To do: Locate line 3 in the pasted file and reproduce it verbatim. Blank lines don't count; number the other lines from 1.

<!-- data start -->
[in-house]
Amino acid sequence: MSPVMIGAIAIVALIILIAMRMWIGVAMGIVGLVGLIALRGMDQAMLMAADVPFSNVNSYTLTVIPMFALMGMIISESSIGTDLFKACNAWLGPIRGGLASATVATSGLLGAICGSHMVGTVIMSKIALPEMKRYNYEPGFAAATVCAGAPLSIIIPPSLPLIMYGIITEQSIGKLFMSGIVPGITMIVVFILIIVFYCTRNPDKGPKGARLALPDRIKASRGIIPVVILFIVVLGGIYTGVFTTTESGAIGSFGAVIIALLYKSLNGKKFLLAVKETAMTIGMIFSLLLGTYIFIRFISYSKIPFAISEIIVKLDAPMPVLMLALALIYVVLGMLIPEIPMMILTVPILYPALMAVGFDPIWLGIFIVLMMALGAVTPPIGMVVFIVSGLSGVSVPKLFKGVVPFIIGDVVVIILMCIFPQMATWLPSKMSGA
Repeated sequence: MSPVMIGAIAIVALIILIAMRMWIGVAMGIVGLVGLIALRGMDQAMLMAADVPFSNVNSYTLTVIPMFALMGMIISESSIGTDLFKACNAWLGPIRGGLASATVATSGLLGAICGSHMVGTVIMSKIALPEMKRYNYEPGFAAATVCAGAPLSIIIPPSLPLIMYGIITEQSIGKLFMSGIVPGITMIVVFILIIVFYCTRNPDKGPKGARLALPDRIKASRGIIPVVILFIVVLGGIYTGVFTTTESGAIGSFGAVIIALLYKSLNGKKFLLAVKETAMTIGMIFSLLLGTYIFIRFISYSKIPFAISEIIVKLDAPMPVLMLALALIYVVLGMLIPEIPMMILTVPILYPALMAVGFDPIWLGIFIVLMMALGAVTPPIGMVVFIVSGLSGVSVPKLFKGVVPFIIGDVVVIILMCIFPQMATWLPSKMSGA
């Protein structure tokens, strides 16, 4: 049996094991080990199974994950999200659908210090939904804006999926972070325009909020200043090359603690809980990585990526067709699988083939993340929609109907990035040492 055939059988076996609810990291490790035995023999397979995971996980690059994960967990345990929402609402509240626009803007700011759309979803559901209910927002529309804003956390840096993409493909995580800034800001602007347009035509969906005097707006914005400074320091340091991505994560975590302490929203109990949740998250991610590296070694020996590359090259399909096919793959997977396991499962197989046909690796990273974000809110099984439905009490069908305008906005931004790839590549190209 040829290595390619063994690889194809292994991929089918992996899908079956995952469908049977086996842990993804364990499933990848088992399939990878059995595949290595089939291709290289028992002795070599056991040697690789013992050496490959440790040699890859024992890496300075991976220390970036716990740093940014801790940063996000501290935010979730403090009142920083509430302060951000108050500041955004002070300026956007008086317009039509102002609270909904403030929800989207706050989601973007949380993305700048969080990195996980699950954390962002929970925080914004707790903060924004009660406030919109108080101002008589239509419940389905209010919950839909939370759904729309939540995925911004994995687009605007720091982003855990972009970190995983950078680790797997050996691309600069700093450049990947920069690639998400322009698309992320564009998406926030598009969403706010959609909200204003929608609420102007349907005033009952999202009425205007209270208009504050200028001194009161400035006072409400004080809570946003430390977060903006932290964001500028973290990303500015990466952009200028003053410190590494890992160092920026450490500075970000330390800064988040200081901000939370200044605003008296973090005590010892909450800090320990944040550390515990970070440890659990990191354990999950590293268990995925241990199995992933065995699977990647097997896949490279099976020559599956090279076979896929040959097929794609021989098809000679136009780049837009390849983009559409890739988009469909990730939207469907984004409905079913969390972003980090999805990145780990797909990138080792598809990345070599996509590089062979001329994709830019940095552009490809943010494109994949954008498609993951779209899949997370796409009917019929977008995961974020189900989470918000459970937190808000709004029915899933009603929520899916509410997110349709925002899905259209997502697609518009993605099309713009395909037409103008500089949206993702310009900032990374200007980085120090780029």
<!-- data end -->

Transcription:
Repeated sequence: MSPVMIGAIAIVALIILIAMRMWIGVAMGIVGLVGLIALRGMDQAMLMAADVPFSNVNSYTLTVIPMFALMGMIISESSIGTDLFKACNAWLGPIRGGLASATVATSGLLGAICGSHMVGTVIMSKIALPEMKRYNYEPGFAAATVCAGAPLSIIIPPSLPLIMYGIITEQSIGKLFMSGIVPGITMIVVFILIIVFYCTRNPDKGPKGARLALPDRIKASRGIIPVVILFIVVLGGIYTGVFTTTESGAIGSFGAVIIALLYKSLNGKKFLLAVKETAMTIGMIFSLLLGTYIFIRFISYSKIPFAISEIIVKLDAPMPVLMLALALIYVVLGMLIPEIPMMILTVPILYPALMAVGFDPIWLGIFIVLMMALGAVTPPIGMVVFIVSGLSGVSVPKLFKGVVPFIIGDVVVIILMCIFPQMATWLPSKMSGA